The New York Post is the third largest domestic newspaper in the United States by circulation. It’s a tabloid, founded in 1801, and could best be described as sort of an American equivalent to The Sun. A tabloid, but a real newspaper – not comedy publication like, say, the National Enquirer.
Yesterday it ran a news story concerning the US Presidential election, in which it reported that it had uncovered emails between a Ukranian businessman and the son of Democratic Candidate Joe Biden, which seemed to suggest that the latter had set up meetings between the Ukranians and Biden himself, while Biden was Vice President under Barack Obama. It further reported that it had obtained footage of the younger Biden smoking crack cocaine while engaged in a sex act with an unknown woman.
Here’s the main part of the story:
The never-before-revealed meeting is mentioned in a message of appreciation that Vadym Pozharskyi, an adviser to the board of Burisma, allegedly sent Hunter Biden on April 17, 2015, about a year after Hunter joined the Burisma board at a reported salary of up to $50,000 a month.
“Dear Hunter, thank you for inviting me to DC and giving an opportunity to meet your father and spent [sic] some time together. It’s realty [sic] an honor and pleasure,” the email reads.
An earlier email from May 2014 also shows Pozharskyi, reportedly Burisma’s No. 3 exec, asking Hunter for “advice on how you could use your influence” on the company’s behalf…..
….. The computer was dropped off at a repair shop in Biden’s home state of Delaware in April 2019, according to the store’s owner.
Other material extracted from the computer includes a raunchy, 12-minute video that appears to show Hunter, who’s admitted struggling with addiction problems, smoking crack while engaged in a sex act with an unidentified woman, as well as numerous other sexually explicit images.
Vice President Biden issued a denial, saying that the alleged meeting had never taken place. However, the veracity of the email in question, and the images of Biden’s son, have not been disputed.
Nevertheless, twitter and facebook sprung into action:
Facebook and Twitter took steps on Wednesday to limit the spread of a controversial New York Post article critical of Joe Biden, sparking outrage among conservatives and stoking debate over how social media platforms should tackle misinformation ahead of the US election.
In an unprecedented step against a major news publication, Twitter blocked users from posting links to the Post story or photos from the unconfirmed report. Users attempting to share the story were shown a notice saying: “We can’t complete this request because this link has been identified by Twitter or our partners as being potentially harmful.” Users clicking or retweeting a link already posted to Twitter are shown a warning the “link may be unsafe”.
“Sparking outrage among conservatives”, notes the Guardian there, apparently conceding that conservatives are the only people on earth who seem to be remotely bothered that two enormous, privately owned, unaccountable tech companies now have the power to effectively gag newspapers who report news that they do not like.
And twitter did not just stop at restricting the story. They also moved to freeze the accounts of senior people who shared it, up to, and including, the White House Press Secretary:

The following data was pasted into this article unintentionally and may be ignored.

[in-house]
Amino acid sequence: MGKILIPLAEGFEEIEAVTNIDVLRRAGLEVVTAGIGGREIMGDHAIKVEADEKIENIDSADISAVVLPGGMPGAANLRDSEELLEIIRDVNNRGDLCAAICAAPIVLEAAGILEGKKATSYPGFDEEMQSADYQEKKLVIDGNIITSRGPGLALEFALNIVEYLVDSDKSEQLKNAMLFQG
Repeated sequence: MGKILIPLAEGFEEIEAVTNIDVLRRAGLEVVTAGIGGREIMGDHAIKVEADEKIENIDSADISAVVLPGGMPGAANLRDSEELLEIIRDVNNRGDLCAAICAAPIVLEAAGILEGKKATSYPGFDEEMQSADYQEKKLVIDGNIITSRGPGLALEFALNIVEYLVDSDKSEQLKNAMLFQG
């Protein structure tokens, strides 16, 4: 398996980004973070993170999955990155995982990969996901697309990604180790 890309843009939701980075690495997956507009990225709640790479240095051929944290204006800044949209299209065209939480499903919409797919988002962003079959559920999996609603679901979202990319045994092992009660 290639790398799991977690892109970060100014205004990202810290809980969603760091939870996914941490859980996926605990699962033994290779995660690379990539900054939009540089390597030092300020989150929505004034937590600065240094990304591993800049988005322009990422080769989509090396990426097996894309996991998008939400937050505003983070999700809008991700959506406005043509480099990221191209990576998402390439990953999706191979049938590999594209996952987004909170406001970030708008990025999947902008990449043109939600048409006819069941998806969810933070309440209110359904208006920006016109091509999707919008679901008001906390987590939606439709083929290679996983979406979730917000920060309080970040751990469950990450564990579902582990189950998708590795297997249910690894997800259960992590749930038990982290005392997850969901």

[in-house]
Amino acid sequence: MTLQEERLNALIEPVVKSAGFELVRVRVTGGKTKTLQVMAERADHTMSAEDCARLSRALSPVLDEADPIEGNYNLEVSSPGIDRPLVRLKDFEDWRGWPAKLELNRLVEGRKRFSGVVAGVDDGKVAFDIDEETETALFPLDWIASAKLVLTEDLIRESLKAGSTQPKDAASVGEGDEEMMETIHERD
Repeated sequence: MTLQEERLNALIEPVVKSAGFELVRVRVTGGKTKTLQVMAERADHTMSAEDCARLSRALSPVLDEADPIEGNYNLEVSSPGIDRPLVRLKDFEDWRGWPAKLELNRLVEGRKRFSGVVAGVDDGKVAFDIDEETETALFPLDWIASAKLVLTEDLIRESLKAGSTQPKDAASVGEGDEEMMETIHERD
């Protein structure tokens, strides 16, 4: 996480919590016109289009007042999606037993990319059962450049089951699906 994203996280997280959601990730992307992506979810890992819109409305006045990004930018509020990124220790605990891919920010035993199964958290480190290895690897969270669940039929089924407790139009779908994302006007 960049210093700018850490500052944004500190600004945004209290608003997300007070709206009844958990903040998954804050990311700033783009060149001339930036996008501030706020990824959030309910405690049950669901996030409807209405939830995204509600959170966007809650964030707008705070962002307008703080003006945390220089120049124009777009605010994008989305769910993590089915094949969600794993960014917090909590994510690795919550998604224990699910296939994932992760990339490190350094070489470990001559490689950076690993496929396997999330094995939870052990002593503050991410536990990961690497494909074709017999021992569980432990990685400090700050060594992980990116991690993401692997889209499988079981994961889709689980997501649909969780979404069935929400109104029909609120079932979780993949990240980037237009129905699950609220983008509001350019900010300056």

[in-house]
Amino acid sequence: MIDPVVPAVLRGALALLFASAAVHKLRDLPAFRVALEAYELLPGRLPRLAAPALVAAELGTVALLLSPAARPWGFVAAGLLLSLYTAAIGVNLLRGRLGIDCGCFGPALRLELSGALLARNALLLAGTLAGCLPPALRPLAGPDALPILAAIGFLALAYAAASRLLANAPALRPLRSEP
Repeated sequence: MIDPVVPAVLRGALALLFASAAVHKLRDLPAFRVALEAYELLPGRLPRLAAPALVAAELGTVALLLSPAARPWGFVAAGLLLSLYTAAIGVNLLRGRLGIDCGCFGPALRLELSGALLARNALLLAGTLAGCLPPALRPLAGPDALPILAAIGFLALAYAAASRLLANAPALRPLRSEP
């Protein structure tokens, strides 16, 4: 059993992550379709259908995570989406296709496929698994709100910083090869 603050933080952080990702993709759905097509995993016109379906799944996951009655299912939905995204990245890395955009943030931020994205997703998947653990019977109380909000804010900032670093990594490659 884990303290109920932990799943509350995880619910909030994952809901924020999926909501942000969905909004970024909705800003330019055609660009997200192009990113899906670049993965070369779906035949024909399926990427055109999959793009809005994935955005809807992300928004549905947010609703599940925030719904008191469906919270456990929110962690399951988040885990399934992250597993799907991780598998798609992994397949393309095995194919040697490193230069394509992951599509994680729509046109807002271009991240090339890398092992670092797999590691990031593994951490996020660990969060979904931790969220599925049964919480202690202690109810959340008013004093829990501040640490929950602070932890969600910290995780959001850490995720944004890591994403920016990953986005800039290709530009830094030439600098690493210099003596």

NEW: Twitter has locked the personal account of White House Press Secretary Kayleigh McEnany for sharing a New York Post article.
— Henry Rodgers (@henryrodgersdc) October 14, 2020
Twitter’s official reason for these actions has to be seen to be believed:
As noted this morning, we also currently view materials included in the articles as violations of our Hacked Materials Policy.https://t.co/gCY4BnBHHa
— Twitter Safety (@TwitterSafety) October 14, 2020
A violation of a policy against sharing “hacked materials” and “personal and private information”? That amounts to a ban on journalism, in essence. After all, just two or three weeks ago (feels longer, doesn’t it?) the New York Times shared documents purporting to be President Trump’s tax returns. If genuine, those documents could only have been obtained illegally – it’s an American federal crime to share someone else’s tax returns. They are also personal, and private information.
A sceptic might come to the conclusion that Twitter decided to shut up the New York Post first, and find a flimsy reason for doing so later.
Even if the social media giant does have a policy against sharing hacked materials, that policy is going to be abandoned at the first moment it becomes inconvenient for liberal newspapers. The Panama Papers story, for example, could hardly have been published under that policy, could it?
No, this is all nonsense: What’s happened here is fairly obvious to anybody with a brain: Twitter and Facebook executives spotted a story in a newspaper that did not align with their political preferences ahead of a major election, and decided to use their power to keep people from sharing, or seeing, that story. And then, when criticised for that decision, they decided to retroactively come up with an excuse that makes no sense.
Social Media companies should not have this kind of power. They are unaccountable – we cannot vote them into, or out, of office. They answer only to their shareholders. They have no meaningful competition. They should not become political actors.
The idea of big business influencing politics used to be anathema to the left. But since these companies are now largely favouring the left’s candidates, that particular principle has been conveniently set to one side.